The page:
Email marketing and newsletter giant Mailchimp says it has been hacked, exposing dozens of customer data. It is the second time in the past six months that the company has been hacked. Even worse, this breach appears to be almost identical to a previous incident.
Mailchimp said in a unattributed blog post that on Jan. 11, the security team detected an intruder accessing one of its internal tools used by Mailchimp’s customer support and accounting department, though the company did not say how long the intruder had been in its systems, if known. Mailchimp said the hacker attacked its employees and contractors with a social engineering attack, in which someone uses manipulation techniques via phone, email or text to obtain private information, such as passwords. The hacker then used those compromised employee passwords to access data on 133 Mailchimp accounts, which the company notified of the breach.
One such targeted account is from e-commerce giant WooCommerce. In a message to customers, WooCommerce said it was notified by Mailchimp a day later that the breach may have exposed its customers’ names, store web addresses and email addresses, though it said no customer passwords or other sensitive data had been captured .
WooCommerce, which builds and maintains popular open-source ecommerce tools for small businesses, relies on Mailchimp to send emails to its customers. WooCommerce is said to have more than five million customers.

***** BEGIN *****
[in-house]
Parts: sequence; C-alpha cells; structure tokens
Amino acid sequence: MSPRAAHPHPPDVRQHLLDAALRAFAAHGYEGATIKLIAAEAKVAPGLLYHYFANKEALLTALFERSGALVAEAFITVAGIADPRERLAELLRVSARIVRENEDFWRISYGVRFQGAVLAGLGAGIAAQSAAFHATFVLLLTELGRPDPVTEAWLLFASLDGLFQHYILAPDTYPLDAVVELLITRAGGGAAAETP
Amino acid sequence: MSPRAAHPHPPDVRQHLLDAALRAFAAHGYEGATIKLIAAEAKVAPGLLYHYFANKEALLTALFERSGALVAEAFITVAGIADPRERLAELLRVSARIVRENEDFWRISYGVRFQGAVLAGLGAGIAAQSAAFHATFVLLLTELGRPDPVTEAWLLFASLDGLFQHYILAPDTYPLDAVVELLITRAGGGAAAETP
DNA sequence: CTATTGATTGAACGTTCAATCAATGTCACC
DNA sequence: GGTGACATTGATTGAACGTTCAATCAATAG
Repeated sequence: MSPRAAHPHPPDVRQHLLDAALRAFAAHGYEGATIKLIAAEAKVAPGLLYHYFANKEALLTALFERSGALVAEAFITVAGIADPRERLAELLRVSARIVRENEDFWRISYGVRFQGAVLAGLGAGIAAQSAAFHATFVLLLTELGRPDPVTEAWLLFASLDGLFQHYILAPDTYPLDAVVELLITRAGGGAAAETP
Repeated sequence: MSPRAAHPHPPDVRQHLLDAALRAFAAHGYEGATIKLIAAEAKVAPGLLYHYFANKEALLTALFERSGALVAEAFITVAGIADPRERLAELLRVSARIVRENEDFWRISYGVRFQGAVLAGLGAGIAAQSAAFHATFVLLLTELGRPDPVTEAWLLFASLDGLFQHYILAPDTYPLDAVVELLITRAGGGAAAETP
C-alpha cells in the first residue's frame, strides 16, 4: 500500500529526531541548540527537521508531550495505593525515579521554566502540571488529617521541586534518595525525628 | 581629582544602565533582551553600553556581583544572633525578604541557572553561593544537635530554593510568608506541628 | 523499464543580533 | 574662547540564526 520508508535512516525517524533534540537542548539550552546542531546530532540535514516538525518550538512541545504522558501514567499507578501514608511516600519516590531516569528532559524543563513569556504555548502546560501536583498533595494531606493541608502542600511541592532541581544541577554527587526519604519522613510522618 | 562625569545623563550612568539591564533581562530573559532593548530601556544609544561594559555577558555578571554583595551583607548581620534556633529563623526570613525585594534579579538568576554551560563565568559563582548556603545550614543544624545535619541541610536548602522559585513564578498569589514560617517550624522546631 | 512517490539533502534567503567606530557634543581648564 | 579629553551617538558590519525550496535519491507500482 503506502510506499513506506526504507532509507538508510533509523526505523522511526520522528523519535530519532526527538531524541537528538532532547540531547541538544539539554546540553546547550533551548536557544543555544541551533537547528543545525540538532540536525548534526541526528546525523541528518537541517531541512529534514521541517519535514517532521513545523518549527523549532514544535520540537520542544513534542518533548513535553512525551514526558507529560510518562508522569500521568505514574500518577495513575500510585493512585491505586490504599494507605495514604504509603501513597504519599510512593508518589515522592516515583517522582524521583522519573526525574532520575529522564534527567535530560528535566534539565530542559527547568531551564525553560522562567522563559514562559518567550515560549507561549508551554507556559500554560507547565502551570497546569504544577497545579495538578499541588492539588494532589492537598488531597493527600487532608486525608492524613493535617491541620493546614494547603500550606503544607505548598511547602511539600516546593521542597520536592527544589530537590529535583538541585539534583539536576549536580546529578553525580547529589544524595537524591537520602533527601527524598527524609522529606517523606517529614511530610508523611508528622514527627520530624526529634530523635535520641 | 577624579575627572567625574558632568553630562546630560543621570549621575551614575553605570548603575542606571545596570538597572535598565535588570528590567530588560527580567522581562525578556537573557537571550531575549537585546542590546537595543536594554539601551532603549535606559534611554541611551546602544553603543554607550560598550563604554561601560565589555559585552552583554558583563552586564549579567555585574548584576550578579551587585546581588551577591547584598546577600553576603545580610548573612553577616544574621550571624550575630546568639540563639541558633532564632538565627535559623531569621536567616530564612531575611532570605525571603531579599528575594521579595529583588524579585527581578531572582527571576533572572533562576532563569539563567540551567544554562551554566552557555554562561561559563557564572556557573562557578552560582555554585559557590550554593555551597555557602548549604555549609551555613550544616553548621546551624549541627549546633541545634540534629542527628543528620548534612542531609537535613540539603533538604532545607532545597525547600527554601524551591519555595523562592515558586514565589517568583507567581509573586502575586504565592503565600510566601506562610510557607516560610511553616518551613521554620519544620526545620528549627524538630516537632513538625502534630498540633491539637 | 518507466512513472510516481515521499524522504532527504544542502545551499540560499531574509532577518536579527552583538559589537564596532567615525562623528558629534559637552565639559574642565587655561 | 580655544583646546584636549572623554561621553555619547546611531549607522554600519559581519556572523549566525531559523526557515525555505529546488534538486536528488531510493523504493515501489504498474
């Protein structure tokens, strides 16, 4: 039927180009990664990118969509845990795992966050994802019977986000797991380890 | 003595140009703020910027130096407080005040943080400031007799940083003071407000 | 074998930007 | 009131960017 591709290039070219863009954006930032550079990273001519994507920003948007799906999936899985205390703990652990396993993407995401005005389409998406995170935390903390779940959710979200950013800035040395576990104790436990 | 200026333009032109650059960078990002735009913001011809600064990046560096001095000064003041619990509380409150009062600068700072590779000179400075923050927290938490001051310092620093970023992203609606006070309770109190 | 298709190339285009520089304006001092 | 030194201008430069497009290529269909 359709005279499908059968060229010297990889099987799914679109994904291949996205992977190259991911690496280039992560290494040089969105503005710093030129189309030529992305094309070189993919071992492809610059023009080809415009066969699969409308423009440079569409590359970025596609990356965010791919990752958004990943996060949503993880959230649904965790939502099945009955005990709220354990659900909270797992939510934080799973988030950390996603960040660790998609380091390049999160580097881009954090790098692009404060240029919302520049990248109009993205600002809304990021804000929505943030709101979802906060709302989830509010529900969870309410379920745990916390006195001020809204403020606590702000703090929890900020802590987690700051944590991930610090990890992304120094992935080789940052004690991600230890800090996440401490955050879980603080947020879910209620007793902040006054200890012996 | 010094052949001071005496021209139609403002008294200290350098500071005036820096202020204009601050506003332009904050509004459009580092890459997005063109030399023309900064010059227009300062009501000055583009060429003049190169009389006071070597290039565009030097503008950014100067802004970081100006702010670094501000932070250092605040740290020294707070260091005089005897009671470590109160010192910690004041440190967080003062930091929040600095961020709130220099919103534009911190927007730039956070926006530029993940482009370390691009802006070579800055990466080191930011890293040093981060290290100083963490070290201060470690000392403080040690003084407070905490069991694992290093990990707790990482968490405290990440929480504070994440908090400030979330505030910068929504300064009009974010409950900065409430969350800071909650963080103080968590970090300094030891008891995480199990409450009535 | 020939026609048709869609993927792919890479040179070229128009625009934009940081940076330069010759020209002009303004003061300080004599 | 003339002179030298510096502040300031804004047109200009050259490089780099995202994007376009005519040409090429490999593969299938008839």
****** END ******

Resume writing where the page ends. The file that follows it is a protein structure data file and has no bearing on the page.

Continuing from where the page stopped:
If this all sounds vaguely familiar, that’s because it is. Last August, Mailchimp said it was the victim of a social engineering attack that compromised the credentials of its customer support staff, giving the intruder access to Mailchimp’s internal tools. In that breach, data on some 214 Mailchimp accounts was compromised, primarily from cryptocurrency and financial-related accounts. Cloud giant DigitalOcean confirmed that its account had been compromised during the incident and criticized Mailchimp’s handling of the breach.
At the time, Mailchimp said it had implemented “an additional set of enhanced security measures,” but declined to tell TechCrunch what those measures entailed. With an almost identical replay of the earlier breach, it’s not clear whether Mailchimp correctly implemented those improved measures, or whether those measures failed.
Intuit, which bought Mailchimp for $12 billion in 2021, did not respond to an email from TechCrunch on Wednesday asking questions about the incident. It’s not immediately clear who, if anyone, is responsible for cybersecurity at Mailchimp following the departure of chief information security officer Siobhan Smyth shortly after the August breach.